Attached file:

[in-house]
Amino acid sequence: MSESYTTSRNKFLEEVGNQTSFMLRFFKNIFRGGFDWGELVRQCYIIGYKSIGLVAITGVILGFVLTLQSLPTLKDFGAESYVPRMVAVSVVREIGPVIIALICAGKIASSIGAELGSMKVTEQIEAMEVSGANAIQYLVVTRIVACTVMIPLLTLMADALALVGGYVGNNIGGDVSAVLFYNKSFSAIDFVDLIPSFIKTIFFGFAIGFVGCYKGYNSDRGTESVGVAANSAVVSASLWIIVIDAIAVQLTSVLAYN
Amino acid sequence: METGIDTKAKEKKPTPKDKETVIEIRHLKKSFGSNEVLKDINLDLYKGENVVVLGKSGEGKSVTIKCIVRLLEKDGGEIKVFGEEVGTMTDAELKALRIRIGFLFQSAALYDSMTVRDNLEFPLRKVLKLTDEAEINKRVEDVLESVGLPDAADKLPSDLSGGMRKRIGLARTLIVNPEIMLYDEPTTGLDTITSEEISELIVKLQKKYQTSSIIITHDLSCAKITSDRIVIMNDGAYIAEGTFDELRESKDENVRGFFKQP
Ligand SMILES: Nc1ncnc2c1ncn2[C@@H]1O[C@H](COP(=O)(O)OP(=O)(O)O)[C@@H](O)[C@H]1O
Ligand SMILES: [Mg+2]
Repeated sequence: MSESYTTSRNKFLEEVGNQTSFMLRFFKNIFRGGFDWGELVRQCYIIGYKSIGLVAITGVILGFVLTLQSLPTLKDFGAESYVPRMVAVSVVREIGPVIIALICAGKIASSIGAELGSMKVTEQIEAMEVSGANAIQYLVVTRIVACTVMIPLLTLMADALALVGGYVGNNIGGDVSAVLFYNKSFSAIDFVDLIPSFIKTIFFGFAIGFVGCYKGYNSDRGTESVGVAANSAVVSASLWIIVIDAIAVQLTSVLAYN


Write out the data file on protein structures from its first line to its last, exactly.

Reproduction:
[in-house]
Amino acid sequence: MSESYTTSRNKFLEEVGNQTSFMLRFFKNIFRGGFDWGELVRQCYIIGYKSIGLVAITGVILGFVLTLQSLPTLKDFGAESYVPRMVAVSVVREIGPVIIALICAGKIASSIGAELGSMKVTEQIEAMEVSGANAIQYLVVTRIVACTVMIPLLTLMADALALVGGYVGNNIGGDVSAVLFYNKSFSAIDFVDLIPSFIKTIFFGFAIGFVGCYKGYNSDRGTESVGVAANSAVVSASLWIIVIDAIAVQLTSVLAYN
Amino acid sequence: METGIDTKAKEKKPTPKDKETVIEIRHLKKSFGSNEVLKDINLDLYKGENVVVLGKSGEGKSVTIKCIVRLLEKDGGEIKVFGEEVGTMTDAELKALRIRIGFLFQSAALYDSMTVRDNLEFPLRKVLKLTDEAEINKRVEDVLESVGLPDAADKLPSDLSGGMRKRIGLARTLIVNPEIMLYDEPTTGLDTITSEEISELIVKLQKKYQTSSIIITHDLSCAKITSDRIVIMNDGAYIAEGTFDELRESKDENVRGFFKQP
Ligand SMILES: Nc1ncnc2c1ncn2[C@@H]1O[C@H](COP(=O)(O)OP(=O)(O)O)[C@@H](O)[C@H]1O
Ligand SMILES: [Mg+2]
Repeated sequence: MSESYTTSRNKFLEEVGNQTSFMLRFFKNIFRGGFDWGELVRQCYIIGYKSIGLVAITGVILGFVLTLQSLPTLKDFGAESYVPRMVAVSVVREIGPVIIALICAGKIASSIGAELGSMKVTEQIEAMEVSGANAIQYLVVTRIVACTVMIPLLTLMADALALVGGYVGNNIGGDVSAVLFYNKSFSAIDFVDLIPSFIKTIFFGFAIGFVGCYKGYNSDRGTESVGVAANSAVVSASLWIIVIDAIAVQLTSVLAYN